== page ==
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How to Balance Work and Leisure on a Working Vacation

A growing number of people in the United States work for themselves. If you are one such person, there is a very basic reality associated with your professional life. If you don’t work, you don’t earn money. Like people the world over, you like to enjoy a vacation from time to time. If you say you don’t like vacations, you might want to consider that you’ve become a workaholic. The reality is that you may have forgone taking vacations because you feel you can’t sacrifice the time because you need a steady stream of money coming in. That is a reasonable concern.  Another reality is that you can structure your vacation into something that might best be called a working vacation. There is a strategy that you can employ that permits you the ability to take an enjoyable vacation and get some work done at the same time.

 Determine What Specific Projects You will Address on Vacation

 Before you take off on your work vacation, specifically identify the projects you will address while traveling. If you are like most people, you undoubtedly have day to day tasks that need to be dealt with on a recurring basis. However, like others, you have specific projects that take up at least part of your common workday.

 You may elect to limit your work while traveling to dealing with day to day tasks. On the other hand, if you do elect to include some projects into the mix, be focused in this regard. One thought you will want to keep in mind. Consider selecting a project or two for the time period when you are on your work vacation that you enjoy. You more than likely have types of projects that you enjoy far more than others. There is no reason to take along a project you don’t enjoy doing while traveling, unless doing so is absolutely necessary.

 Finally, when it comes to selecting what you will work on while on your work vacation, don’t overdo. One of the purposes of a work vacation is to enjoy yourself. You don’t want to be so overwhelmed with work related issues that you might as well have stayed home.

Determine a Specific Project Worktime for the Entirety of Your Trip

On a related note, schedule a specific time period on some, but not all, of the days of your trip during which you will work on projects. In undertaking this scheduling, coordinate these time periods around events, activities, tours, and so forth that are associated with your vacation.  There is no specific formula to utilize when it comes to balancing the amount of time you spend on work matters while on your vacation. However, a fairly decent rule of thumb is to create a work vacation schedule in which you work about a third of the time and enjoy yourself approximately two-thirds of the trip.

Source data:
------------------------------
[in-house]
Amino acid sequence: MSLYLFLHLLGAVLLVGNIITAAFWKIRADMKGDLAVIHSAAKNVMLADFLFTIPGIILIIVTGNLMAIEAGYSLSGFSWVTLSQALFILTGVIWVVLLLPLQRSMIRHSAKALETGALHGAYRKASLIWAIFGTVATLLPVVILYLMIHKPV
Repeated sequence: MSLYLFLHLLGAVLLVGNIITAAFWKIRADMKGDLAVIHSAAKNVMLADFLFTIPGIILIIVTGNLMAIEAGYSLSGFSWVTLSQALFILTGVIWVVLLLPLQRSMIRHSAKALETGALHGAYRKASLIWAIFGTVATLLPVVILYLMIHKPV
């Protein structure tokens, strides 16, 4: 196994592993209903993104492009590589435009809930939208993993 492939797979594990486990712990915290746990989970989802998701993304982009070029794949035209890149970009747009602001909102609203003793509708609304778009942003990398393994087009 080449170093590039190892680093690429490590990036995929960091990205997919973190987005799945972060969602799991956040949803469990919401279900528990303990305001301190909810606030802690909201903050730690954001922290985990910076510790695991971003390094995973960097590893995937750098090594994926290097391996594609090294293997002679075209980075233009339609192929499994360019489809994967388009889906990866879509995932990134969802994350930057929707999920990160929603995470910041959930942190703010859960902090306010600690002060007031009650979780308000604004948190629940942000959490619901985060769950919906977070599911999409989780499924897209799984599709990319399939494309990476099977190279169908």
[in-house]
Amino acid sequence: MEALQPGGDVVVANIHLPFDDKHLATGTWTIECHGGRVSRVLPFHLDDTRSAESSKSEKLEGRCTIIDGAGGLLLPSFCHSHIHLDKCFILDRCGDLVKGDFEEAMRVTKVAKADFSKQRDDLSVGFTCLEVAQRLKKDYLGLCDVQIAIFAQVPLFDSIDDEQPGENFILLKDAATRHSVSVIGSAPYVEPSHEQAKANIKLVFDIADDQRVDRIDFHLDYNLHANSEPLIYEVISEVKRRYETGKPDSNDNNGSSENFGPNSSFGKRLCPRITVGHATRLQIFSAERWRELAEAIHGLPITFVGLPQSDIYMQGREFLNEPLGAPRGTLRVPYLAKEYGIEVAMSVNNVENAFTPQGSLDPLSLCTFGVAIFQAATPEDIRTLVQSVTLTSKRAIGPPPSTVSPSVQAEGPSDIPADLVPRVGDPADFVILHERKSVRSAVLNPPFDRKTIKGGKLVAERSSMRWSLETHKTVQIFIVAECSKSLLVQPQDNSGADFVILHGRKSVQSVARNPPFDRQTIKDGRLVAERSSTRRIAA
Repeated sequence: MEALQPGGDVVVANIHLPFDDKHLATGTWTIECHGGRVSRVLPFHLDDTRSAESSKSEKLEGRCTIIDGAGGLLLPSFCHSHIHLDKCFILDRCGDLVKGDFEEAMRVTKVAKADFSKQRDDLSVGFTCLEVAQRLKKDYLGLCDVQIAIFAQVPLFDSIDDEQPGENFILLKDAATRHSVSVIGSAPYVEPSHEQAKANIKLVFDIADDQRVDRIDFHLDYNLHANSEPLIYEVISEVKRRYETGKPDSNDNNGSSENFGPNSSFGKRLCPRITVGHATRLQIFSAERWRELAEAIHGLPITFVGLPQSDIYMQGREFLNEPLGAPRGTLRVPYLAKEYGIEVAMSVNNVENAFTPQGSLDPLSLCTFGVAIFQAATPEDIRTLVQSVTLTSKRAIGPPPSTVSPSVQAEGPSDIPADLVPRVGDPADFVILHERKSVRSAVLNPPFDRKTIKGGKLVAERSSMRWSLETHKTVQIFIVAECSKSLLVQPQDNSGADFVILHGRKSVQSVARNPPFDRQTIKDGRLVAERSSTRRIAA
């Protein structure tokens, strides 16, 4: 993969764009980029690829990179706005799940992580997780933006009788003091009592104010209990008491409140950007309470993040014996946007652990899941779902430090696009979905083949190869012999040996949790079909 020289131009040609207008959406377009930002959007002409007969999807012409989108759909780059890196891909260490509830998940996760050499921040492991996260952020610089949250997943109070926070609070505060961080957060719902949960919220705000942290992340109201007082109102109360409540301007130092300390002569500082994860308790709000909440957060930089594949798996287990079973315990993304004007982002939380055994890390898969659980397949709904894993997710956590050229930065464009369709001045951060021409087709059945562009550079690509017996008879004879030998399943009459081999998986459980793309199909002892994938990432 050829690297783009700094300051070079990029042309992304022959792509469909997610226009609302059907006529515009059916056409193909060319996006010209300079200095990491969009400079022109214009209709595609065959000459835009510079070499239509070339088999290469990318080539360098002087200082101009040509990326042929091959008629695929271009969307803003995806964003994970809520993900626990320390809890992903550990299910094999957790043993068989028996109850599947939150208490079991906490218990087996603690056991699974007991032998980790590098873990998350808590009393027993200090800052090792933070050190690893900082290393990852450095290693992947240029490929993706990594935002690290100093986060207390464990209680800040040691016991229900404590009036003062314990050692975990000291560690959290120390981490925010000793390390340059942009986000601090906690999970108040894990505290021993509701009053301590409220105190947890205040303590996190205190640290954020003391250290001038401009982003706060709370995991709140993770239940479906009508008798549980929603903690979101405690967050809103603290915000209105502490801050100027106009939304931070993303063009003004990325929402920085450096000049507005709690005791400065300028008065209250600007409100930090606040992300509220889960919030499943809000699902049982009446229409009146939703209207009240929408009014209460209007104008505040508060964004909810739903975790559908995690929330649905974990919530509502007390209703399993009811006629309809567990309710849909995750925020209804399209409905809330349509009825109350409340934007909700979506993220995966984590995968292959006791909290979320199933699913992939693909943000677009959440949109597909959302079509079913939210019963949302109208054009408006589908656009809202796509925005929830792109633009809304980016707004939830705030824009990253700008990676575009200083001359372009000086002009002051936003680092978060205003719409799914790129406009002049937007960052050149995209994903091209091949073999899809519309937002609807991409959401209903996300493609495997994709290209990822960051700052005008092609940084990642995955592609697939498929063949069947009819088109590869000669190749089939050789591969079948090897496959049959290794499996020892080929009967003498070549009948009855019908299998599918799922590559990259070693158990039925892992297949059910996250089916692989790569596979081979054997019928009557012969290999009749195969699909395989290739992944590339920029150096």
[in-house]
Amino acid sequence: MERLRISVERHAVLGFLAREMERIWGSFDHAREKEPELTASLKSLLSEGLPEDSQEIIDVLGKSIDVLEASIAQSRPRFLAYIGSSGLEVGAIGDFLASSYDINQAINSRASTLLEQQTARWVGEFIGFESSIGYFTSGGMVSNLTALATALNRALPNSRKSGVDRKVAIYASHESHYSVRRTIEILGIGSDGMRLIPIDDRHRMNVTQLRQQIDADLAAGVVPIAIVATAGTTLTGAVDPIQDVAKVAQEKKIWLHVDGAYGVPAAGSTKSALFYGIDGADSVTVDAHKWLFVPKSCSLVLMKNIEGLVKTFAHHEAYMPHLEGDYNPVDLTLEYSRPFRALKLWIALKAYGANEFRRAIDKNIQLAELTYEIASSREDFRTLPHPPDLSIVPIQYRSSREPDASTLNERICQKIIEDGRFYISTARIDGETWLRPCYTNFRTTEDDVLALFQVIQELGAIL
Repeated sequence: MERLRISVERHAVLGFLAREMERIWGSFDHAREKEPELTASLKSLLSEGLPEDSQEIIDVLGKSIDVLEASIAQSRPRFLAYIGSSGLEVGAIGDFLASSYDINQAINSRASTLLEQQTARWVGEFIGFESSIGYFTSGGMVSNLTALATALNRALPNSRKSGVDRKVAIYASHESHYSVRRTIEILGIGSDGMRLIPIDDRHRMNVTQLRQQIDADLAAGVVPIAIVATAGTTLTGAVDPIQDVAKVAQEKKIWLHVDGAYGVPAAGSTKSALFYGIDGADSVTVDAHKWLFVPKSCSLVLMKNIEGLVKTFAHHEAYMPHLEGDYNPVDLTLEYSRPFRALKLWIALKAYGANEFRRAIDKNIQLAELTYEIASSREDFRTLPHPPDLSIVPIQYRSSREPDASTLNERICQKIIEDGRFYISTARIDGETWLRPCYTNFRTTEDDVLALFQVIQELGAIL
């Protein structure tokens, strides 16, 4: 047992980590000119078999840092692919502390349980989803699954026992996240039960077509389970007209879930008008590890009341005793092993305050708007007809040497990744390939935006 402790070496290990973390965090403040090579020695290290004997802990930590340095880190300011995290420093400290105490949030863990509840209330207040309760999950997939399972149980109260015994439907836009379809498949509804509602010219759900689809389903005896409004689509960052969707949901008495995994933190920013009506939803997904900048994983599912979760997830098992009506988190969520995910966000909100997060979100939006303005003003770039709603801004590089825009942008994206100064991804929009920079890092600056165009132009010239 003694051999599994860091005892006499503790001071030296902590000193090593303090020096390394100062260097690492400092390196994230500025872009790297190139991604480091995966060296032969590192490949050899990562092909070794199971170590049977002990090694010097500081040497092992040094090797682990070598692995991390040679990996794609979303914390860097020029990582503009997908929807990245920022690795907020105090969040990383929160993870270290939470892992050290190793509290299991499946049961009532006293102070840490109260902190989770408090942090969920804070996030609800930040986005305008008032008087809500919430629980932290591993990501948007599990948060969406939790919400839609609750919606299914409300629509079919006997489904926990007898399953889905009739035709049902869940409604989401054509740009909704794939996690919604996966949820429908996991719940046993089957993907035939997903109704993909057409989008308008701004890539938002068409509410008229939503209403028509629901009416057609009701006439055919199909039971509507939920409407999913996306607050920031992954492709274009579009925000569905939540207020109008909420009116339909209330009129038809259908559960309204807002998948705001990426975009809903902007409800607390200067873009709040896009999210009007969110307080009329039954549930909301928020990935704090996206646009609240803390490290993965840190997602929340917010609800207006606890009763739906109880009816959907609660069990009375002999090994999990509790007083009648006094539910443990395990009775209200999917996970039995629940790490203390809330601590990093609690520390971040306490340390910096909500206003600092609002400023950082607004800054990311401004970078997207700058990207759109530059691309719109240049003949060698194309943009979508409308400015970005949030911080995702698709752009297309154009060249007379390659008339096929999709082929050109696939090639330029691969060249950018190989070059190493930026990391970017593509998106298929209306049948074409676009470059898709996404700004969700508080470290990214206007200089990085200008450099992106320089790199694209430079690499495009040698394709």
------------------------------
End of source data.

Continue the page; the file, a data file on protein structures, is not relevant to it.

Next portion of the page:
Establish a Specific Time Period Everyday of Vacation for Communicating with Colleagues

 You likely will be in communication with colleagues of different types if you take a work vacation. In this regard, set aside a specific time frame each day in which you will have communication with colleagues. This refers to more “instant” communication, like telephone calls, texting, face time, and immediate types of direct communication. You can deal with emails at your own speed throughout your work vacation.  For example, block out time on each day of your trip for colleague communication between 10:00 and 11:00 every day. Alert your colleagues that this is when you will be available to talk by phone or some other type of direct communication. When it comes to alerting colleagues, be specific about which individuals you will provide this open window for communication. You must definitely do not need to open this door to all of your colleagues.  

Family Takes Priority

When you are on a work vacation, and if you have a family traveling with you, they are the priority. If they end up wanting to do something that disrupts your preplanned schedule, go with them and leave work behind. You will be happy that you made this adjustment.

 Whether or not you are traveling with your family or alone, be flexible enough with your schedule so that you get full enjoyment from your trip. In the final analysis, when it comes to a work vacation, the world is not apt to come to an end because you’ve had to put a work related thing on the backburner for a bit.

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Jessica Kane is a professional blogger who focuses on personal finance and other money matters. She currently writes for Checkworks.com, where you can get personal checks and business checks.

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